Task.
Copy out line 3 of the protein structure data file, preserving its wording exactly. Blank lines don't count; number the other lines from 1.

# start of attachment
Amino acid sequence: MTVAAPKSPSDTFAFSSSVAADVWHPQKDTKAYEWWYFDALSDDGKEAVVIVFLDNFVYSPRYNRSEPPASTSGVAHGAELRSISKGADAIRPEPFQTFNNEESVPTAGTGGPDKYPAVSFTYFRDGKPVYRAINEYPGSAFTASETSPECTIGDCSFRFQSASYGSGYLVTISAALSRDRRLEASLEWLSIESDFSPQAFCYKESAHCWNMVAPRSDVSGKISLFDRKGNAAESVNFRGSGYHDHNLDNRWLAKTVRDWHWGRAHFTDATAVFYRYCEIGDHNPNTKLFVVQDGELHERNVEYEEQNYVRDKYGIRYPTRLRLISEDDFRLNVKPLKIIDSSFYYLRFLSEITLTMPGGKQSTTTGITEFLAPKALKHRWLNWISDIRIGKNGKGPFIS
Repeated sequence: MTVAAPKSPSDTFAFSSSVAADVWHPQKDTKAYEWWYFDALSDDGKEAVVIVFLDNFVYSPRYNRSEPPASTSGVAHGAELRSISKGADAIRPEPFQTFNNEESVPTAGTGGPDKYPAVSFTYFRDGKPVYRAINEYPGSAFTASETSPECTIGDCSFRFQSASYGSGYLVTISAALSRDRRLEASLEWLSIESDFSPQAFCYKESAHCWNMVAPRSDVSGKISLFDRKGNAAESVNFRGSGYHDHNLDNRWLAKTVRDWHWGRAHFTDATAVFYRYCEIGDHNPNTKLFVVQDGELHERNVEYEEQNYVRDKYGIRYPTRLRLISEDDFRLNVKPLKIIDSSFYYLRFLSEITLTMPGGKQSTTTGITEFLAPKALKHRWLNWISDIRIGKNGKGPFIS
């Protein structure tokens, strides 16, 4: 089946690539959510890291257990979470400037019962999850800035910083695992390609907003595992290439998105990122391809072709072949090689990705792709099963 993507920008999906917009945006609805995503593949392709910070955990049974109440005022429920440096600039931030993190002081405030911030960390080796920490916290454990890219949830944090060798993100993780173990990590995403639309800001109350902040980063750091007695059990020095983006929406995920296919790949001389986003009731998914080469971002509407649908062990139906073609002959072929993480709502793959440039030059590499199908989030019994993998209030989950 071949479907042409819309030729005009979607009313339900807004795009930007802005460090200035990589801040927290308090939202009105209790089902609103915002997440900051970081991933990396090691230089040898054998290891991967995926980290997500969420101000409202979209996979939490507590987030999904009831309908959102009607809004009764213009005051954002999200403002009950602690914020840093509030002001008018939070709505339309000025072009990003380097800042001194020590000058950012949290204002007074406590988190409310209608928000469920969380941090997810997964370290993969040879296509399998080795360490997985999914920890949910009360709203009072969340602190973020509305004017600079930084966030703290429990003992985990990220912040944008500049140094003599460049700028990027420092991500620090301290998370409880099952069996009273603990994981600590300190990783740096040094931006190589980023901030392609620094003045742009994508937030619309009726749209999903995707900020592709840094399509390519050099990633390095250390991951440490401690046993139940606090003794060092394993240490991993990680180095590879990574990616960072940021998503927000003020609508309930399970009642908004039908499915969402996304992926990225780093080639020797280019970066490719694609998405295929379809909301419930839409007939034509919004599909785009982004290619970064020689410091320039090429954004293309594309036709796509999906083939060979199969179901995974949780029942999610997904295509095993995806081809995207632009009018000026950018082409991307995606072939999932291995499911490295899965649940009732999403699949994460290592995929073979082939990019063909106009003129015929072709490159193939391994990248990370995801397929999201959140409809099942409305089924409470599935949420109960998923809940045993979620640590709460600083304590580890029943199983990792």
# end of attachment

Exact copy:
């Protein structure tokens, strides 16, 4: 089946690539959510890291257990979470400037019962999850800035910083695992390609907003595992290439998105990122391809072709072949090689990705792709099963 993507920008999906917009945006609805995503593949392709910070955990049974109440005022429920440096600039931030993190002081405030911030960390080796920490916290454990890219949830944090060798993100993780173990990590995403639309800001109350902040980063750091007695059990020095983006929406995920296919790949001389986003009731998914080469971002509407649908062990139906073609002959072929993480709502793959440039030059590499199908989030019994993998209030989950 071949479907042409819309030729005009979607009313339900807004795009930007802005460090200035990589801040927290308090939202009105209790089902609103915002997440900051970081991933990396090691230089040898054998290891991967995926980290997500969420101000409202979209996979939490507590987030999904009831309908959102009607809004009764213009005051954002999200403002009950602690914020840093509030002001008018939070709505339309000025072009990003380097800042001194020590000058950012949290204002007074406590988190409310209608928000469920969380941090997810997964370290993969040879296509399998080795360490997985999914920890949910009360709203009072969340602190973020509305004017600079930084966030703290429990003992985990990220912040944008500049140094003599460049700028990027420092991500620090301290998370409880099952069996009273603990994981600590300190990783740096040094931006190589980023901030392609620094003045742009994508937030619309009726749209999903995707900020592709840094399509390519050099990633390095250390991951440490401690046993139940606090003794060092394993240490991993990680180095590879990574990616960072940021998503927000003020609508309930399970009642908004039908499915969402996304992926990225780093080639020797280019970066490719694609998405295929379809909301419930839409007939034509919004599909785009982004290619970064020689410091320039090429954004293309594309036709796509999906083939060979199969179901995974949780029942999610997904295509095993995806081809995207632009009018000026950018082409991307995606072939999932291995499911490295899965649940009732999403699949994460290592995929073979082939990019063909106009003129015929072709490159193939391994990248990370995801397929999201959140409809099942409305089924409470599935949420109960998923809940045993979620640590709460600083304590580890029943199983990792």